36 Years Ago

36 Years Ago, Vienna 1971—A Student Journal

Day 075: My trumpet's Baroque


Vienna 1971—A Student Journal
A year of music, study, travel, sightseeing & friends.

Day 75 — My trumpet's Baroque
16-October-1971 (Sat.)


Spent day practicing and reading. I’ve been reading more here [in Vienna], than I have in a long time. Enjoyable.

First chamber music concert. Expensive seat. Small string ensemble with Ed Tarr, world famous trumpeter (D-trumpet). Really good. Whole concert was enjoyable.


Reading. Reading is good. Enjoyable. Great way to relax.

Routine. Nothing much happening again. My routine appears to be settling in. I say that I practice, but I remember saying that the practice rooms were closed on weekends. Could that have been before school started? Not certain.

Chamber concert. I didn’t know the performer (Edward Tarr) but I enjoyed the concert. I don’t mention the pieces played but if it were a D-trumpet (a small, higher-pitched trumpet) with a string ensemble, my guess is it could be Baroque. Let’s see.

Survey says (Wikipedia). A Google search on Edward Tarr (b. 1936) brings me to his Wikipedia article—Tarr is an American trumpet player and musicologist, and is known for pioneering the revival of Baroque trumpet performance practice. He taught Baroque trumpet in Basel, Switzerland from 1972 to 2001. So, he was in the Vienna area. Certainly, he was an excellent player.

Performance practice. Performance practice is the technique and performance of music of a specific period (for example, Renaissance or Baroque) on the instruments of that period in history—exactly as if the music were being played in that time period. If you can ever get to see this type of performance, do so. It will amaze you.

A natural horn
Baroque trumpets. Early Baroque trumpets were natural horns (no valves), just like the natural horn. Rotary valve trumpets appeared later. Playing a natural trumpet without valves would be incredibly difficult—did Tarr play on a natural trumpet? Perhaps. I did find a Sonata for Trumpet and Strings in D Major by Baroque composer, Joseph Arnold. That might have been the work. If it weren’t for Google, I would not be able to find any of this. Pictured left is a natural horn with no valves.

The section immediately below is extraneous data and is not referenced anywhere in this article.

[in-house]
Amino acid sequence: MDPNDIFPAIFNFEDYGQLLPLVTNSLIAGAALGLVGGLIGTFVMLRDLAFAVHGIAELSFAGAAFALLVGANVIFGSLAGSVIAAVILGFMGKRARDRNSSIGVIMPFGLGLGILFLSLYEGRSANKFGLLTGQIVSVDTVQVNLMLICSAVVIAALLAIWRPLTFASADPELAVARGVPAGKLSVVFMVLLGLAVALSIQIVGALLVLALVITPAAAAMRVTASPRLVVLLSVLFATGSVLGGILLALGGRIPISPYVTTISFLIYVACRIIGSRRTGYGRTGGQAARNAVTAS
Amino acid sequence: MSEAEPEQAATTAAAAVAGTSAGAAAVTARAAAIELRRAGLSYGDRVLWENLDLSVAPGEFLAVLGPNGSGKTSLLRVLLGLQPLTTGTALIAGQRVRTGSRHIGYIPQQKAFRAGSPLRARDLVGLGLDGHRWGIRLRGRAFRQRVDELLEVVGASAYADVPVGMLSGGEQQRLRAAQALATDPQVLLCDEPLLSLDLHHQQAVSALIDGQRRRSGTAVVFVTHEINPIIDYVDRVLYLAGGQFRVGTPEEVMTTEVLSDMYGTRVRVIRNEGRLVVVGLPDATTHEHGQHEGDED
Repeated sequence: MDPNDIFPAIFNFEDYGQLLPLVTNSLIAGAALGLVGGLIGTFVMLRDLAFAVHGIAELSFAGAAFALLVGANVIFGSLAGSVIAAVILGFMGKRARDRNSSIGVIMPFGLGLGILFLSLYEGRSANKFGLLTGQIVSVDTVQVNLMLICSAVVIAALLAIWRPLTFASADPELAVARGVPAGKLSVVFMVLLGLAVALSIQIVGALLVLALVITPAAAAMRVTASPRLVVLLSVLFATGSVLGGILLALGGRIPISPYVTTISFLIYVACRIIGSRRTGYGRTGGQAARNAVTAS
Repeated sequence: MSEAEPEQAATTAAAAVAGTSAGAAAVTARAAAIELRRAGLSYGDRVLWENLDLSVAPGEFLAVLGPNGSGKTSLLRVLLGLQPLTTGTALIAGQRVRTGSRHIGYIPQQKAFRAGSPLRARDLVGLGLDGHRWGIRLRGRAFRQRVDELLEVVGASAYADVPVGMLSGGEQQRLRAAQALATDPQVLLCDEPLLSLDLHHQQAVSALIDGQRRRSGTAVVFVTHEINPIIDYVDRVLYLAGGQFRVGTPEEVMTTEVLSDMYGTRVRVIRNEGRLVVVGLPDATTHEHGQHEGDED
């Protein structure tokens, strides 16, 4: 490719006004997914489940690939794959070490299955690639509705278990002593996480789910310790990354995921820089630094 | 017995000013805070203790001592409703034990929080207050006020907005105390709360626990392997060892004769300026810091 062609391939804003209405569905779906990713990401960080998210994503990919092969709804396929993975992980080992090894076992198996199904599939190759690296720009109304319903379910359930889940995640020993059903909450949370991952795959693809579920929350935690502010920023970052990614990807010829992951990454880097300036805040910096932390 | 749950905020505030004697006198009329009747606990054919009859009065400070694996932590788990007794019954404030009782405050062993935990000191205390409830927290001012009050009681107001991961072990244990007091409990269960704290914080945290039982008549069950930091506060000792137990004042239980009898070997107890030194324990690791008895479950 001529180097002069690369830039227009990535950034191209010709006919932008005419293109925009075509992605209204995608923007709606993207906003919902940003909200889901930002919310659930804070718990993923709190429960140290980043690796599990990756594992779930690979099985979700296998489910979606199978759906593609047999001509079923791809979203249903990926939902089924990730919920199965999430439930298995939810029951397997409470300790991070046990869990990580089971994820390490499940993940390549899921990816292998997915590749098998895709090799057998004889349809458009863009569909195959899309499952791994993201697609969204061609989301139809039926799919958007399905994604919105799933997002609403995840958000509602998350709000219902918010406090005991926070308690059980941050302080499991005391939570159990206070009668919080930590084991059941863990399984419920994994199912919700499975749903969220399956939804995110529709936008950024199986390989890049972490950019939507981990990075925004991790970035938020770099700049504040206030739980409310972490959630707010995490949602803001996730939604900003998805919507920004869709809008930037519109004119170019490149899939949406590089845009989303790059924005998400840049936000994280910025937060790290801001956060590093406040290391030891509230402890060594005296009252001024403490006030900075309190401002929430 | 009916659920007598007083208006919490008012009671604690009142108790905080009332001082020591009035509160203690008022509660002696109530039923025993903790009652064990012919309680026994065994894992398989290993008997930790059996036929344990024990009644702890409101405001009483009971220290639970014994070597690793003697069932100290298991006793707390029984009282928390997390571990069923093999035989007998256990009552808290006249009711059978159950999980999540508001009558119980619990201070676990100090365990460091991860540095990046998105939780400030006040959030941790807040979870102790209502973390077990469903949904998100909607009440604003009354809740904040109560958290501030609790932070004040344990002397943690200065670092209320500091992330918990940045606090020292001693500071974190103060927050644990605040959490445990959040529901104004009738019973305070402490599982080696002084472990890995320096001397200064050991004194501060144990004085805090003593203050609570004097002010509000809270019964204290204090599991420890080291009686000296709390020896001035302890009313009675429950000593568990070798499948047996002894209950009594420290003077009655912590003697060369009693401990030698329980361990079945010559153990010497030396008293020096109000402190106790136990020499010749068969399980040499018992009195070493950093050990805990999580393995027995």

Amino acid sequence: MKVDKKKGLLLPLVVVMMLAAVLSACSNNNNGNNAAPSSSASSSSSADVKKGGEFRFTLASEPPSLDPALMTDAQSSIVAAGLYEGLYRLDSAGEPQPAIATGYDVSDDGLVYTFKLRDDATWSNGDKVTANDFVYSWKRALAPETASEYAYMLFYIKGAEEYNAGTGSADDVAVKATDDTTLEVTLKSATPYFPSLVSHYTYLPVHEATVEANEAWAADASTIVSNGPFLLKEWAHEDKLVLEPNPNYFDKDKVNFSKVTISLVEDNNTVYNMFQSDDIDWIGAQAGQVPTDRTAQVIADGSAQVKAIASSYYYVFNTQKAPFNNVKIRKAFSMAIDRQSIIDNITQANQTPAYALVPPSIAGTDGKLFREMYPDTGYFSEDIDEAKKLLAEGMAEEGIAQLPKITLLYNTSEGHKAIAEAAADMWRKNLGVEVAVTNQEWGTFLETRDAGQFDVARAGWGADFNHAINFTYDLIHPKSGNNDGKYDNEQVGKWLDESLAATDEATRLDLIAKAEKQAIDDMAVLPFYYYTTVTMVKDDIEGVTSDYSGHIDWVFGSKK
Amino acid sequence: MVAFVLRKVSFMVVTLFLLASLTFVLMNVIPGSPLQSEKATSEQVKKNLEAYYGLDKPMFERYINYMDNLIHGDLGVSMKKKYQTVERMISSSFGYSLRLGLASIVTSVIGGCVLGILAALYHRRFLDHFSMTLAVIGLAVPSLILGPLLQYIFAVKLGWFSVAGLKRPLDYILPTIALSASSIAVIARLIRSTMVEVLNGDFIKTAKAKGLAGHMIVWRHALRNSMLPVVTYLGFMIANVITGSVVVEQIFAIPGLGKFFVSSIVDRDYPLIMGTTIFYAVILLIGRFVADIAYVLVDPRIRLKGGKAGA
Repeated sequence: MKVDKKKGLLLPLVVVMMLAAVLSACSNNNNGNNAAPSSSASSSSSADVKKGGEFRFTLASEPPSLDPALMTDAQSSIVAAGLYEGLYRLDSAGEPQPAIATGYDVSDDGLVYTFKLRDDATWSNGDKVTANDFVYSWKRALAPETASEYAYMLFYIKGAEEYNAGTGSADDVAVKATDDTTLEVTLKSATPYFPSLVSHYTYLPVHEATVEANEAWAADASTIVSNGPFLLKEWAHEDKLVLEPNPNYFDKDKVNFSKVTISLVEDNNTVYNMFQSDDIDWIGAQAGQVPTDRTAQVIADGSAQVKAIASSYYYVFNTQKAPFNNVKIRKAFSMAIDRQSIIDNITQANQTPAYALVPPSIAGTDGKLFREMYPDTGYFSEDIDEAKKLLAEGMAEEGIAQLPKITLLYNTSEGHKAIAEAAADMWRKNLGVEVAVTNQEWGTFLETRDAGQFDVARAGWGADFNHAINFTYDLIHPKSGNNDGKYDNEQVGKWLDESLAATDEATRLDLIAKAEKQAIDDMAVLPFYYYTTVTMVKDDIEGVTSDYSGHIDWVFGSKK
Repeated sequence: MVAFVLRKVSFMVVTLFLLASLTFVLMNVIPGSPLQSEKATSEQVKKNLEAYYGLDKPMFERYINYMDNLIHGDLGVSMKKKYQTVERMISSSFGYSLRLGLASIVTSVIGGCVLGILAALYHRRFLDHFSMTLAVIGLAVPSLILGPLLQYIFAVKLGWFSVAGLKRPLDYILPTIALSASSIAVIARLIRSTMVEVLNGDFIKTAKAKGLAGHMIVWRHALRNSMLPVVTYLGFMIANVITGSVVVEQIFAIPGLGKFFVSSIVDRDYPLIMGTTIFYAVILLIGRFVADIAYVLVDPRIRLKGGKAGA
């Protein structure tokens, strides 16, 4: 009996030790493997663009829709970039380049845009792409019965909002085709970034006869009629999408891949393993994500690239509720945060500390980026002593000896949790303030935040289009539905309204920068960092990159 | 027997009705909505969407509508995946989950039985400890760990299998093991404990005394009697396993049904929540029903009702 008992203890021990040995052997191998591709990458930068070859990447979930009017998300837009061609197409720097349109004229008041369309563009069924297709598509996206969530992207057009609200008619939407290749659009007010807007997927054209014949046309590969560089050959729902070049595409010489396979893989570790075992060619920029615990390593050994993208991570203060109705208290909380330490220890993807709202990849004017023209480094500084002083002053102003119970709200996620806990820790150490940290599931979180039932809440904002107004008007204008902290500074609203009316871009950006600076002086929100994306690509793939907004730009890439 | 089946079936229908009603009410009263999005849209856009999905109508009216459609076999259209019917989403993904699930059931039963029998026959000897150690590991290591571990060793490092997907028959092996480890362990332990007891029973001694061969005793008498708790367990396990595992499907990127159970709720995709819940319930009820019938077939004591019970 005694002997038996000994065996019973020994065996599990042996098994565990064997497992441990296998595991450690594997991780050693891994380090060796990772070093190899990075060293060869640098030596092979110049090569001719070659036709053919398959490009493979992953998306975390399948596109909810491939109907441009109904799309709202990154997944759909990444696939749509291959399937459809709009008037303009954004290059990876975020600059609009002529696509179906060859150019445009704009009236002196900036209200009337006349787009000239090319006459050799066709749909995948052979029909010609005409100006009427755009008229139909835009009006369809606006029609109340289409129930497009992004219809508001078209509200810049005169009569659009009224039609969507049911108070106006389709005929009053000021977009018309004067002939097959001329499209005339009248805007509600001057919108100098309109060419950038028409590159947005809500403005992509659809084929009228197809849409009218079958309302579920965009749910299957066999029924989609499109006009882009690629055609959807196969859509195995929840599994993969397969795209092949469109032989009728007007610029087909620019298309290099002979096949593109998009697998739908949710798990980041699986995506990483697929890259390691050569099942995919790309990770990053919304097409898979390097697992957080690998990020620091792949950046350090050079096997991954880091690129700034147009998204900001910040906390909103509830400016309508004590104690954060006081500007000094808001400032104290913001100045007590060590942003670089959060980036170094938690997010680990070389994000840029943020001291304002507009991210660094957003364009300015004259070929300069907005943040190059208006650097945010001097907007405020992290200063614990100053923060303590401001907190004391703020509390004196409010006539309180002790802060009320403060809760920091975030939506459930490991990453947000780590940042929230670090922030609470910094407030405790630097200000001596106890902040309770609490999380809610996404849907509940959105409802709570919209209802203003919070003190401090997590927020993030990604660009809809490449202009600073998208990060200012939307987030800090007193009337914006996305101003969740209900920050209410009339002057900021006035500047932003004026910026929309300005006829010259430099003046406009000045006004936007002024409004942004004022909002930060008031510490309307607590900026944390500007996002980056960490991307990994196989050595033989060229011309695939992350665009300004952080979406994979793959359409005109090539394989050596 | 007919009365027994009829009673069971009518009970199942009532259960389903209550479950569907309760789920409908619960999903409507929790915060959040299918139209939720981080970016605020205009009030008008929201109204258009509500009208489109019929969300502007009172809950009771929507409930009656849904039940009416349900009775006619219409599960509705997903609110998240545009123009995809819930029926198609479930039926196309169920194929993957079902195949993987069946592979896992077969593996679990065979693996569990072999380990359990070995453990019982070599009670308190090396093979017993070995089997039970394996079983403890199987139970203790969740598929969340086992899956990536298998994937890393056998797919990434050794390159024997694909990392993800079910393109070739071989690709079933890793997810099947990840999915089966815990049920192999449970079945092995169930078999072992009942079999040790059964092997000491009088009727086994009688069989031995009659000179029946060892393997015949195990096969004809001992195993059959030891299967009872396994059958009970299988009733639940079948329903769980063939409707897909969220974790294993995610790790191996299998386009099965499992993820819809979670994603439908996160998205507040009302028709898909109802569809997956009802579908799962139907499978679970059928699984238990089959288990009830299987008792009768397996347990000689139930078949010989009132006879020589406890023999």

The first wind instruments
Science. For the scientifically inclined, or if you are teaching to young students, it is interesting to think about natural, no-valve brass instruments. These instruments consisted of a length of tubing, coiled so that it could be held, and played by "buzzing" into a mouthpiece that would produce vibrations and a musical pitch. Think of those Ricola Alpen horns you see on the commercials. That pitch is the natural note and resonance of the length of tubing. As you tighten your lips, you can play higher notes that are related to the base pitch (called the fundamental). This series of pitches is called the overtone, or harmonic, series. In the low register, the pitches are farther apart, getting closer together as you go higher. All I will say, is that it would take a superhuman to play music on these instruments. Composers did write for these instruments. Usually, for orchestras, where the brass just played punctuation (ta-ta-dah___). Ok, that's enough.

Pictured above right are the ancestors to natural horns—animal tusks and horns into which you blew to make a sound—probably for going into battle, sending a message like "We're coming to kill you! Run away!" You know, a lighthearted musical message.

Very interesting stuff. I used to teach a bit of acoustics and science to Jr. high school band students during my teaching days.

By the way, if the trumpet was
Baroque, why didn’t they fix it? (LOL, a little humor goes a long way.) Winking

It’s a fascinating world out there with a lot of history and interesting facts. Enjoy.


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